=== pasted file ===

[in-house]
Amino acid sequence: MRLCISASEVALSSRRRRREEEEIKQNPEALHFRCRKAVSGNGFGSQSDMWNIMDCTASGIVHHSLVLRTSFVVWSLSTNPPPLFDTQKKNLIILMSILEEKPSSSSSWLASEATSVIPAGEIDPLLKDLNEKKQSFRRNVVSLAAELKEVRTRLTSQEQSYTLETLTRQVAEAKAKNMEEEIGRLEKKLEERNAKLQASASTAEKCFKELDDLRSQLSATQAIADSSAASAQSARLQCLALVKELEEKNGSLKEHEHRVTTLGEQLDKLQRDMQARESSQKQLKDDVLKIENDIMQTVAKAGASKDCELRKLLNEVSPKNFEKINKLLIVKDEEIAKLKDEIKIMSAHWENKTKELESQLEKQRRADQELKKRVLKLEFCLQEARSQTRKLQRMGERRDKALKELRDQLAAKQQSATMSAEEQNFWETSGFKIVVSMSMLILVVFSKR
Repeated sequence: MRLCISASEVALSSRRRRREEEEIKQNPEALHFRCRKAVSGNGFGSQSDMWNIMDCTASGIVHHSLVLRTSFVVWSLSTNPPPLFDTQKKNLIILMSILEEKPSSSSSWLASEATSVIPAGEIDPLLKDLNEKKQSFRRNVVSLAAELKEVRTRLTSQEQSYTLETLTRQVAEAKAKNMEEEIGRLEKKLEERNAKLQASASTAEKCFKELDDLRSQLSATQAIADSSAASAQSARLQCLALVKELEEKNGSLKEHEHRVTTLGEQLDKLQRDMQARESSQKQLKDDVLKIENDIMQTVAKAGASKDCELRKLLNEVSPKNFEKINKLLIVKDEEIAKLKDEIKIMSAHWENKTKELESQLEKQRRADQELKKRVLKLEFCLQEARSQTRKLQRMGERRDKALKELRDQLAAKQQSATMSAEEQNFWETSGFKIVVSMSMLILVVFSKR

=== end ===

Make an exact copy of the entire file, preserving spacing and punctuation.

[in-house]
Amino acid sequence: MRLCISASEVALSSRRRRREEEEIKQNPEALHFRCRKAVSGNGFGSQSDMWNIMDCTASGIVHHSLVLRTSFVVWSLSTNPPPLFDTQKKNLIILMSILEEKPSSSSSWLASEATSVIPAGEIDPLLKDLNEKKQSFRRNVVSLAAELKEVRTRLTSQEQSYTLETLTRQVAEAKAKNMEEEIGRLEKKLEERNAKLQASASTAEKCFKELDDLRSQLSATQAIADSSAASAQSARLQCLALVKELEEKNGSLKEHEHRVTTLGEQLDKLQRDMQARESSQKQLKDDVLKIENDIMQTVAKAGASKDCELRKLLNEVSPKNFEKINKLLIVKDEEIAKLKDEIKIMSAHWENKTKELESQLEKQRRADQELKKRVLKLEFCLQEARSQTRKLQRMGERRDKALKELRDQLAAKQQSATMSAEEQNFWETSGFKIVVSMSMLILVVFSKR
Repeated sequence: MRLCISASEVALSSRRRRREEEEIKQNPEALHFRCRKAVSGNGFGSQSDMWNIMDCTASGIVHHSLVLRTSFVVWSLSTNPPPLFDTQKKNLIILMSILEEKPSSSSSWLASEATSVIPAGEIDPLLKDLNEKKQSFRRNVVSLAAELKEVRTRLTSQEQSYTLETLTRQVAEAKAKNMEEEIGRLEKKLEERNAKLQASASTAEKCFKELDDLRSQLSATQAIADSSAASAQSARLQCLALVKELEEKNGSLKEHEHRVTTLGEQLDKLQRDMQARESSQKQLKDDVLKIENDIMQTVAKAGASKDCELRKLLNEVSPKNFEKINKLLIVKDEEIAKLKDEIKIMSAHWENKTKELESQLEKQRRADQELKKRVLKLEFCLQEARSQTRKLQRMGERRDKALKELRDQLAAKQQSATMSAEEQNFWETSGFKIVVSMSMLILVVFSKR